Operating margins for Banner Health increased from 1.8% in 2015 to 2.1% in 2016, but profits would have been even higher if not for a health plan the provider organization acquired when it purchased University of Arizona Medical Center in 2015, Axios reported. The nonprofit's total revenue for 2016 was $7.6 billion.
Banner health plans generated an operating loss of $153.8 billion in 2016, up from $38.7 million in operating losses reported in 2015, according to bondholder documents obtained by Axios.
- Operating losses on health plans were attributed to underperformance in risk adjustment factors for Medicare Advantage plans and the “collapse” of Affordable Care Act insurance exchanges in Arizona.
At a time when many nonprofit provider organizations are taking hits to their operating incomes, Banner should have little to complain about. However, losses on health plans acquired during a merger with University of Arizona Medical Center are likely a sore spot for the provider.
As the consolidation craze continues to sweep through healthcare, a significant number of provider organizations have acquired or established their own health plans. There were 106 provider-sponsored health plans in 2016 compared with 94 in 2010, according to an analysis by Gunjan Khanna, a Pittsburgh-based partner with McKinsey & Company. A total of 15.3 million patients were enrolled in provider-sponsored health plans in 2016 compared with 15.3 million in 2010.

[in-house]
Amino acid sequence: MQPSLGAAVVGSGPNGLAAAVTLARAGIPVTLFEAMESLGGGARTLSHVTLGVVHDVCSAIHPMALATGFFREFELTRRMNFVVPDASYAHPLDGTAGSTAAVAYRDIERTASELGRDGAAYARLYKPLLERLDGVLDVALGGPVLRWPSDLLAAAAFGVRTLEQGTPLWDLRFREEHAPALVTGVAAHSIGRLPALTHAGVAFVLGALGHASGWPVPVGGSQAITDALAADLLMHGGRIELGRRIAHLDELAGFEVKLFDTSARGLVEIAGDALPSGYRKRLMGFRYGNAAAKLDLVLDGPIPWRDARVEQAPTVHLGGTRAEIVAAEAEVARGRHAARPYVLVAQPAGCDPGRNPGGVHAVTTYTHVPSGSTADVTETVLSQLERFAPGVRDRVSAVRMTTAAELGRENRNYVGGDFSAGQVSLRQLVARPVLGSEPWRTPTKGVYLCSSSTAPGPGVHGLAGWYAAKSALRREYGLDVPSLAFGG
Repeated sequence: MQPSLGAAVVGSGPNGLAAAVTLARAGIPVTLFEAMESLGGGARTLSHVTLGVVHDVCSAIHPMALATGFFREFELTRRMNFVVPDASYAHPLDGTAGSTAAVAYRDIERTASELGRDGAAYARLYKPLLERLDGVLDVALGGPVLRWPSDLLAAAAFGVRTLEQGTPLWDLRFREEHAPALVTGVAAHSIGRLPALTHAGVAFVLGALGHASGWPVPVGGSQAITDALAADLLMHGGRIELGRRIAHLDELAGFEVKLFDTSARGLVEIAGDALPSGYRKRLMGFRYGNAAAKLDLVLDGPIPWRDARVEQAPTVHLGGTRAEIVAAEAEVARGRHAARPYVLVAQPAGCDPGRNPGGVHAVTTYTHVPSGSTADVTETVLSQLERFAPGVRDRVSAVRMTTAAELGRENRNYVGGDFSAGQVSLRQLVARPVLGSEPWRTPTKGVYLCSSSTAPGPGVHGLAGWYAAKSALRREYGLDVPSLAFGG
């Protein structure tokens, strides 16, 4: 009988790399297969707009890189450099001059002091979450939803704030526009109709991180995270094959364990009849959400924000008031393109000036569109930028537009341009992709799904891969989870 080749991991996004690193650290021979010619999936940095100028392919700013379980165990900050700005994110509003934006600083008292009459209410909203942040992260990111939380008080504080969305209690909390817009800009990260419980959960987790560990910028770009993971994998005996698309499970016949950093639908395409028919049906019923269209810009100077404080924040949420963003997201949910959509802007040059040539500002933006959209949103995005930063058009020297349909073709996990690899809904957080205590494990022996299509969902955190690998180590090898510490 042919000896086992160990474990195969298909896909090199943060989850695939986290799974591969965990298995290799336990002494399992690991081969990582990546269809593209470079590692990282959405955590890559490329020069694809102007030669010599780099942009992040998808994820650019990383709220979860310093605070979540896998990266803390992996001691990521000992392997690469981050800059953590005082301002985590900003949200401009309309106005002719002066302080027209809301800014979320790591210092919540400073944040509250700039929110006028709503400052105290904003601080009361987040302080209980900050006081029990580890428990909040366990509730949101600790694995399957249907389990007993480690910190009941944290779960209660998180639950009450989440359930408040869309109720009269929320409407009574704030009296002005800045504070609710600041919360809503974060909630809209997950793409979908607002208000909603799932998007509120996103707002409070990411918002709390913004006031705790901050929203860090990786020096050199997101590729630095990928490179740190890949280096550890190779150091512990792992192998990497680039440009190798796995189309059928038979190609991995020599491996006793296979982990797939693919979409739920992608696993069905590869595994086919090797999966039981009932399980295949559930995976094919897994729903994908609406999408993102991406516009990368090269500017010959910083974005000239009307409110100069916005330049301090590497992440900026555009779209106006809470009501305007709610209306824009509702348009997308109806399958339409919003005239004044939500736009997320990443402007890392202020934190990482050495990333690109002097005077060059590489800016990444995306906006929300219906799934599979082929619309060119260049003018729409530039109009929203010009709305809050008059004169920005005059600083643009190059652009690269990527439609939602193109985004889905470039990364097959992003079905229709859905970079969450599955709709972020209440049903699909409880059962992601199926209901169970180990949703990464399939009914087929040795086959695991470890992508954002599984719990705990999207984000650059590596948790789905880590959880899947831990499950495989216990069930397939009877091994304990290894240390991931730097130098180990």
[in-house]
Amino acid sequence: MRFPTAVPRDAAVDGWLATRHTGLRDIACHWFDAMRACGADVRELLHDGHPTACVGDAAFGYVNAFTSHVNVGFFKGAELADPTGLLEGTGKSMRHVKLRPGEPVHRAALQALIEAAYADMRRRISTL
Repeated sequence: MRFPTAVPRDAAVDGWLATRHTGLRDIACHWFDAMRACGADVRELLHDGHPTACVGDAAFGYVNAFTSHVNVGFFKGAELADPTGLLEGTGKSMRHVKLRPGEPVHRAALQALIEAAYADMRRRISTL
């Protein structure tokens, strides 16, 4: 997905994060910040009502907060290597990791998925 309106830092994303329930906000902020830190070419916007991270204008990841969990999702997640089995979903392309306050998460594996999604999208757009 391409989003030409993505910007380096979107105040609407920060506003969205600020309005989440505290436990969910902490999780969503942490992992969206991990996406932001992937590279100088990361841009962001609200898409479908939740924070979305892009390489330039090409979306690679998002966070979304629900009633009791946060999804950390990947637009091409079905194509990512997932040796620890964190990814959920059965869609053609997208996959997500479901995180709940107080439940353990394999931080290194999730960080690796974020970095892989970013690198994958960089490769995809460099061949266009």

While interest among provider organizations in health plans has grown, it is not clear whether entering the insurance business will help their bottom lines. For instance, Catholic Health Initiatives began acquiring health plans around 2013, but the provider began seeking buyers for its insurance subsidiary after losing nearly $100 million on health plans through the first nine months of fiscal year 2016.
Data from HealthPocket, a web-based comparison tool for health plans, revealed that premiums for provider-sponsored health plans were typically higher than for traditional products. Medical and average administrative loss ratios are also generally higher for provider-sponsored health plans than for traditional health plans, according to the analysis from Khanna, although he wrote that these plans “may have had a more favorable effect on the health systems as a whole.”
For now, it seems providers still have some work to do when it comes to figuring out how to make health plans profitable. Banner is currently in the midst of a massive restructuring project, but it is unclear how its health plans factor in.